So this one Thanksgiving it was our family's job to make the pies, and my small duty was to get the cloves. I went to the food store, I grabbed the first thing I saw with the word "cloves" on it, and I hurried home thinking my work was done.
Well, sort of. I had bought whole cloves, instead of ground. Whole cloves may be dried flower buds, but their name comes from the Latin word clavus, for nail. It’s indicative. They’re small, rock-hard, spiky little creatures that are good for piercing the skins of oranges and bringing spicy back to your mulled cider. But you really can't make our pumpkin pie until you've ground the suckers.
Thwarted from returning to the store by horizontal rain, it became clear that we would have to make do. We had no mortar and pestle. We had no coffee grinder. I've never forgotten the fury of grinding a handful of cloves one at a time in an American Girl doll mortar and pestle I had unearthed from the back of my closet. That day I labored with "colonial" kitchen gear made for a 24-inch doll named Felicity. Pumpkin pie kind of lost its magic.
Now, this weekend I wanted so badly to make bombolone, the Italian donut I learned at culinary school. (The day we failed at panettone we were consoled by fluffy donuts piped with jam and pastry cream. Not bad.) The thing is, all my recipes from culinary school are in grams, and I don't have a scale. Can you see where I’m going with this?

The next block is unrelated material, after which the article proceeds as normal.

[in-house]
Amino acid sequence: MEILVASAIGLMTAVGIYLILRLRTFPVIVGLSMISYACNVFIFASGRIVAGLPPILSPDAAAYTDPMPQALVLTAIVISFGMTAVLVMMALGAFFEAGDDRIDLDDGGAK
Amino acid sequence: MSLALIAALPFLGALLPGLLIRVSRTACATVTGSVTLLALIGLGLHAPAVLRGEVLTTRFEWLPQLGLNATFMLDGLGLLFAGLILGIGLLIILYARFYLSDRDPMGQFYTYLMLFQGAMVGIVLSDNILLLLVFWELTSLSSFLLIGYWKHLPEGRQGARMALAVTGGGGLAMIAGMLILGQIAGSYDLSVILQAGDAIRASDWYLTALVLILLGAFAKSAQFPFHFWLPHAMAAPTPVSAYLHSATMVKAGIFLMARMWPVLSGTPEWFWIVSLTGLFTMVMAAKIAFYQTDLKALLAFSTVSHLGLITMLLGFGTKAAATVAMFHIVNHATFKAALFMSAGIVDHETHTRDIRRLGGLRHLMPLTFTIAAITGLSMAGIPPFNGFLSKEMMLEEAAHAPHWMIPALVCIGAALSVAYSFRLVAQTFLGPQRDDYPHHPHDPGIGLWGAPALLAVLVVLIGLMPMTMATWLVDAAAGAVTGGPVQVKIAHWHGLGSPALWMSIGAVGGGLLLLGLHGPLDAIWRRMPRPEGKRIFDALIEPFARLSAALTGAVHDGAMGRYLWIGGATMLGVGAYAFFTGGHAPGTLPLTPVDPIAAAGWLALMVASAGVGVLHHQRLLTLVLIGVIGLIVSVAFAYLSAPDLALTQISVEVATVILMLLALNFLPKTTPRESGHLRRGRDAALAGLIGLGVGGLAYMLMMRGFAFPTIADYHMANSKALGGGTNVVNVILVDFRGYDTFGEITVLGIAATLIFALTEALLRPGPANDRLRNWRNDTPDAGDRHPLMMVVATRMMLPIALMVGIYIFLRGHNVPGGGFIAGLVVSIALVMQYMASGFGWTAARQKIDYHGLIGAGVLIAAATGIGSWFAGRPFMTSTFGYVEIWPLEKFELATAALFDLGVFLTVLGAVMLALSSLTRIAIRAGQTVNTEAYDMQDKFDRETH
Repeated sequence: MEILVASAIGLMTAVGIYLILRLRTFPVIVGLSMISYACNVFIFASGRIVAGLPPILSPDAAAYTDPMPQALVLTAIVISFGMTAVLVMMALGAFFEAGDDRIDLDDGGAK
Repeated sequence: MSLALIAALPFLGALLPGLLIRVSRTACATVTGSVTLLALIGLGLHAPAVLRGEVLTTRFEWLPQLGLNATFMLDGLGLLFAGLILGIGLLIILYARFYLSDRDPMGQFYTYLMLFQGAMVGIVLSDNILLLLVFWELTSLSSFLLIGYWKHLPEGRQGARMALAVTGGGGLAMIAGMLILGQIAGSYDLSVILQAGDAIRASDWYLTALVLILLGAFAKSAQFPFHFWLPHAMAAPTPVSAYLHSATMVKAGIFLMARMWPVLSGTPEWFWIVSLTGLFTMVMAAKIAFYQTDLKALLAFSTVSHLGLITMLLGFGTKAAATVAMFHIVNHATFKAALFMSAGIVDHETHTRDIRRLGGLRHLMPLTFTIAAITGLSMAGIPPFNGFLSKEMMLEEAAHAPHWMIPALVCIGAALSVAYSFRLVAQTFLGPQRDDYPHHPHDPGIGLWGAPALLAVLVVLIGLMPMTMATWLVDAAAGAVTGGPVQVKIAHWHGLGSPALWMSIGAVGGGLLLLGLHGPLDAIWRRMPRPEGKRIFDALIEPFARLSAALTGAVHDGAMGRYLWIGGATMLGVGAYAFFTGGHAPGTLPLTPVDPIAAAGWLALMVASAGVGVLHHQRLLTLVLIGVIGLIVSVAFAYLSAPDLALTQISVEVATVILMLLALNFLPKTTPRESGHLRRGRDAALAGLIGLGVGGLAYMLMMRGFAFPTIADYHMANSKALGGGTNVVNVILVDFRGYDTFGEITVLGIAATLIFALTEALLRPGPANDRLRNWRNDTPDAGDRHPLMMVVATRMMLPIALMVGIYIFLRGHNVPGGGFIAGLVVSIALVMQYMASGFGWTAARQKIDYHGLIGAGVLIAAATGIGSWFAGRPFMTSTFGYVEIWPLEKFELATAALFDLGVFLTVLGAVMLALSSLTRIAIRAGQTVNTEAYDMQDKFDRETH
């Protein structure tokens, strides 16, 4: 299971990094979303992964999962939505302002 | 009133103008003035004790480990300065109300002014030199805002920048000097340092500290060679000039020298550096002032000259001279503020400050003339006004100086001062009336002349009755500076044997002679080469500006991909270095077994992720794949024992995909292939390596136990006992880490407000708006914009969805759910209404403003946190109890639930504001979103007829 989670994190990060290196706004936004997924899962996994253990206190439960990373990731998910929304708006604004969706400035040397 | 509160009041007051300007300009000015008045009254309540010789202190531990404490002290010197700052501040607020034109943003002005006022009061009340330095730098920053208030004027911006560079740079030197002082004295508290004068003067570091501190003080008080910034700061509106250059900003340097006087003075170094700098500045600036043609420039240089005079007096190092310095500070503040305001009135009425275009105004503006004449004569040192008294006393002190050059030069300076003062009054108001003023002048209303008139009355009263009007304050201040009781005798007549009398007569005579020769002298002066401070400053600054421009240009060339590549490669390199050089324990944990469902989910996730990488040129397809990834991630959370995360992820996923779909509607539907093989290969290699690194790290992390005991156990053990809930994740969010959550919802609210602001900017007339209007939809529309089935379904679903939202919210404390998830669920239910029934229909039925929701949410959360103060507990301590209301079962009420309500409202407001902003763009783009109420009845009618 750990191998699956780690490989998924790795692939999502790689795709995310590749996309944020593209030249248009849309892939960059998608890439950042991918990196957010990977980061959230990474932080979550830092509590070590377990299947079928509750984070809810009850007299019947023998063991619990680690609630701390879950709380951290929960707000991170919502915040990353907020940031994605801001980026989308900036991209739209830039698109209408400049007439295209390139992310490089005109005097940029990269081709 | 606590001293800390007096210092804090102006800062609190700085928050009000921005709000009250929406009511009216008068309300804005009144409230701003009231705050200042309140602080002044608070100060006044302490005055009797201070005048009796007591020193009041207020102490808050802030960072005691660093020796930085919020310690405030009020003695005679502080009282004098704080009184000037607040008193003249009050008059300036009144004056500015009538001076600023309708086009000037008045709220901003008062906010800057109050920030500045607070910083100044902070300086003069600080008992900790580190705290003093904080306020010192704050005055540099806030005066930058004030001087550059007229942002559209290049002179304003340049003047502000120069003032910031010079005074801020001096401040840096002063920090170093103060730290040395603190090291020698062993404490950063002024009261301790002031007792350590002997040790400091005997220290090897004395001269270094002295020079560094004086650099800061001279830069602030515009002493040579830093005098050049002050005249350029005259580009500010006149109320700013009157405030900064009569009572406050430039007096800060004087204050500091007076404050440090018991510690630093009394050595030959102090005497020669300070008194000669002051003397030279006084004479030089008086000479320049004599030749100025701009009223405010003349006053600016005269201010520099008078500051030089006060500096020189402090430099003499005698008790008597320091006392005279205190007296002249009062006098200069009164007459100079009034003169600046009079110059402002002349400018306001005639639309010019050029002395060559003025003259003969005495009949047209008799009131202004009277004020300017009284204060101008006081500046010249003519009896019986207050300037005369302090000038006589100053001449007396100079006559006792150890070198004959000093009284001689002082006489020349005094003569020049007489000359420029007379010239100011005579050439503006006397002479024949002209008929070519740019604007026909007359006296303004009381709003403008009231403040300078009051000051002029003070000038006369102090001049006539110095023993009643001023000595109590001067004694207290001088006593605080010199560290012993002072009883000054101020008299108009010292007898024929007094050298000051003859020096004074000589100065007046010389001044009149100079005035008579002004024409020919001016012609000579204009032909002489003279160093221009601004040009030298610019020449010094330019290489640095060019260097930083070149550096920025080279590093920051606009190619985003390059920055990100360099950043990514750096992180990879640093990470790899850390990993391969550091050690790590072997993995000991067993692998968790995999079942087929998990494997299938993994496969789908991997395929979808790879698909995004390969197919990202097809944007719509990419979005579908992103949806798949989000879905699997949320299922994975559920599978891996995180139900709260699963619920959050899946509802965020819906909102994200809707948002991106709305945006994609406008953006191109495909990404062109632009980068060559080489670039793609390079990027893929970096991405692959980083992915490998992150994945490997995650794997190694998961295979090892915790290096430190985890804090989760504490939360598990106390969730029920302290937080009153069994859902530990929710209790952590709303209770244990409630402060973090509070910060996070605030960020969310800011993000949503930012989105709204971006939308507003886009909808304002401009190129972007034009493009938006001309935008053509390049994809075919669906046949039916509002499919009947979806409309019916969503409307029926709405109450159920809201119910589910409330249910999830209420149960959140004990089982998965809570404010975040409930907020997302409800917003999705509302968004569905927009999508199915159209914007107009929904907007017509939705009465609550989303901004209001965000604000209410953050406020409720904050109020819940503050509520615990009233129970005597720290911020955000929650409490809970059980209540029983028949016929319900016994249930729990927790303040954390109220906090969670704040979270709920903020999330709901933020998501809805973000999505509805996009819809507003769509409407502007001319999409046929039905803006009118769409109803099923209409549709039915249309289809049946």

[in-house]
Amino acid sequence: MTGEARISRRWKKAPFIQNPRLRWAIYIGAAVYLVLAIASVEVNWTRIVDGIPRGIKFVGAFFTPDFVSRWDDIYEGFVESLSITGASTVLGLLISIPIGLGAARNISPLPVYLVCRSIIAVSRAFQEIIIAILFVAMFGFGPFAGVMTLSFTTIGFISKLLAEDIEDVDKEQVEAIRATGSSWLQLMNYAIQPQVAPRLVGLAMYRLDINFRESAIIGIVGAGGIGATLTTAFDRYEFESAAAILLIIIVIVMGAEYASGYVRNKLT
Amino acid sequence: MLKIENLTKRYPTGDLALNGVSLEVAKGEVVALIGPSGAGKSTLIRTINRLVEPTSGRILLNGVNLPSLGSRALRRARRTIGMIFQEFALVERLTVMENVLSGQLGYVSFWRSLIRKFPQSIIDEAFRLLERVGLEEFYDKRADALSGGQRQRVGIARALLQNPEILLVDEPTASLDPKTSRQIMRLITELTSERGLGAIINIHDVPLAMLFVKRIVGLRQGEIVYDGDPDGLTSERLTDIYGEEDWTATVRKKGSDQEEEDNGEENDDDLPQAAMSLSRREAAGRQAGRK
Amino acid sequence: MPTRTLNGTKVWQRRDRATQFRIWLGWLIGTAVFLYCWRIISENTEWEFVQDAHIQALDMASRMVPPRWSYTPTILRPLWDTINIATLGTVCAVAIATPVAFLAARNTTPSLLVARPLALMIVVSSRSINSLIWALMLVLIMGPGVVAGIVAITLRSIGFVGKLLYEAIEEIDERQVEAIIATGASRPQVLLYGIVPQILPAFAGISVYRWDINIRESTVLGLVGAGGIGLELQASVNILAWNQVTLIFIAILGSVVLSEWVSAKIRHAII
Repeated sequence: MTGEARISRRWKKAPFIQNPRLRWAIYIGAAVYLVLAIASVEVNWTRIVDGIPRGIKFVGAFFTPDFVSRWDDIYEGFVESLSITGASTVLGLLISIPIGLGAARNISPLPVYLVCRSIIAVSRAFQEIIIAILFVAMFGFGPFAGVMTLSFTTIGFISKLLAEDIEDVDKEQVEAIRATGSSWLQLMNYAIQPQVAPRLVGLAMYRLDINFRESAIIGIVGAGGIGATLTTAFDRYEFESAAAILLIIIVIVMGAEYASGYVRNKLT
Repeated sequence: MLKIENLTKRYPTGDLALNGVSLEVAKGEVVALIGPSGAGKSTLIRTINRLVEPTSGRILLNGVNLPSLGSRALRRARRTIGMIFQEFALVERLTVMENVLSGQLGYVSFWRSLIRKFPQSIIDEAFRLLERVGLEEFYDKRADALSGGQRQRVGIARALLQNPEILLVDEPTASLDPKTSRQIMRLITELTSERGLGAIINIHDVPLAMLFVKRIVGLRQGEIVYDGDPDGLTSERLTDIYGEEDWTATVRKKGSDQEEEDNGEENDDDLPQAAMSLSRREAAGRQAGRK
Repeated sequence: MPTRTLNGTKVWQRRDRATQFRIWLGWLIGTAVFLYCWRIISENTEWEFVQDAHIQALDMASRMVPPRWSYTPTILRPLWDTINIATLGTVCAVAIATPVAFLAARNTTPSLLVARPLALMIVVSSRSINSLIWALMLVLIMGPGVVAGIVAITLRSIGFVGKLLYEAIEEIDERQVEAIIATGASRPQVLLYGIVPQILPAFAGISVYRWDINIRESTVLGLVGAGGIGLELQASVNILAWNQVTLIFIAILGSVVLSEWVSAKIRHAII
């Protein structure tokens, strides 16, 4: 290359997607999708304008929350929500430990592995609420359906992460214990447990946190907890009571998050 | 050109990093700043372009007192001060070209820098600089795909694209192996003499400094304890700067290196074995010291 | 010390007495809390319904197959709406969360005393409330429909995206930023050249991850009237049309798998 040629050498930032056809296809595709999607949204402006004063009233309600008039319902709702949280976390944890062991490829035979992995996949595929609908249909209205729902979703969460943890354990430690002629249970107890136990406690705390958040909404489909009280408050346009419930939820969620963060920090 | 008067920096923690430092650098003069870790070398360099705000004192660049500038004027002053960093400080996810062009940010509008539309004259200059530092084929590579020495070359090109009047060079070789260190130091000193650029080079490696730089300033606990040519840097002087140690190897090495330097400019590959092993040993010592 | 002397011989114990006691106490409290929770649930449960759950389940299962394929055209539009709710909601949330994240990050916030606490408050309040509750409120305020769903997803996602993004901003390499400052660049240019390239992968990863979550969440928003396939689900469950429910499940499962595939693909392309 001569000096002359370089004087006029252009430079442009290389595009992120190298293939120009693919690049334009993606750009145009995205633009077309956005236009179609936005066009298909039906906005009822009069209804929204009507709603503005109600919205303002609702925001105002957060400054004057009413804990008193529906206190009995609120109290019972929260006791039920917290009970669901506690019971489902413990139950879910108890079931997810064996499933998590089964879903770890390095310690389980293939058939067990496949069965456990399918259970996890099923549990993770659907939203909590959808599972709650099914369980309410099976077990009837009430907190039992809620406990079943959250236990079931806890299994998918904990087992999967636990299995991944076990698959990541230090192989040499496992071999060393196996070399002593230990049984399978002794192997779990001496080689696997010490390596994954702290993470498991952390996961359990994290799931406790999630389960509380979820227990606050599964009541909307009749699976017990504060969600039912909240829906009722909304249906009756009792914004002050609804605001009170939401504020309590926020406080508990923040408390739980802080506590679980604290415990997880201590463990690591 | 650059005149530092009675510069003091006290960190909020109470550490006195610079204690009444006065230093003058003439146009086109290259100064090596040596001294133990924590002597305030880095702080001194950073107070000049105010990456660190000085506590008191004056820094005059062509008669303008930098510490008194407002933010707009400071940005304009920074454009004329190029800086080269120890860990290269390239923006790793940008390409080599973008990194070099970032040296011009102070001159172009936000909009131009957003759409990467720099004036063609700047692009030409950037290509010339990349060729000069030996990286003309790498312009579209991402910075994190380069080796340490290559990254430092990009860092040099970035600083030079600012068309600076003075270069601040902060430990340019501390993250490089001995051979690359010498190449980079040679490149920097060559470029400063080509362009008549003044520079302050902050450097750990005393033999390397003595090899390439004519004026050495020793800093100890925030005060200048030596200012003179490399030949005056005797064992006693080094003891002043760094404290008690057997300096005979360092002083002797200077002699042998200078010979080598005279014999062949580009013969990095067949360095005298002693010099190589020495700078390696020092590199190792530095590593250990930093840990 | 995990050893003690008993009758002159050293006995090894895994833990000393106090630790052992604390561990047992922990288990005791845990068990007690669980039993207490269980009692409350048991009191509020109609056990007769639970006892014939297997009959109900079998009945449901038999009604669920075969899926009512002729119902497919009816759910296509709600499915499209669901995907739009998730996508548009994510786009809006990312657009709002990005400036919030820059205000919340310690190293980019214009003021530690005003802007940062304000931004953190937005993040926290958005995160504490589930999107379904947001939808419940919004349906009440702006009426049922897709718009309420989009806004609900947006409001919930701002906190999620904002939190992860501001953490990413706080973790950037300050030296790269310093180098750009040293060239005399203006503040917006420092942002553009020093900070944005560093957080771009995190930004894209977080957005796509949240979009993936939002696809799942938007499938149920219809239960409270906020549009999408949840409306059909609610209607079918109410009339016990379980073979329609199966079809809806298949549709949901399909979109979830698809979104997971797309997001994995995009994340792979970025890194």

My dad has a grain scale for measuring arrowheads (oh yeah). It’s, uh, hand held and decidedly not digital. I clipped a plastic bag to it and measured and converted… oh, it’s not even worth explaining the tedious details. It was the clove incident of 2002 all over again. Anyway, it came out all wrong, because after I let the batter proof and cut it into little discs, it fried without poofing up into a flaky doughnut. More like a dough-puck, I’d say.
Still, they tasted fried and with a dusting of confectioner's sugar, a little jam and pastry cream -- well, who wouldn't be happy with even a donut-like thing on Sunday morning? What I've got of the recipe is pretty much what you can see in the photograph. Fry the disks in a mild vegetable oil for just a short while until they rise to the surface, puff up (hopefully) and turn a nice golden color. Better luck than I, my scale-toting friends.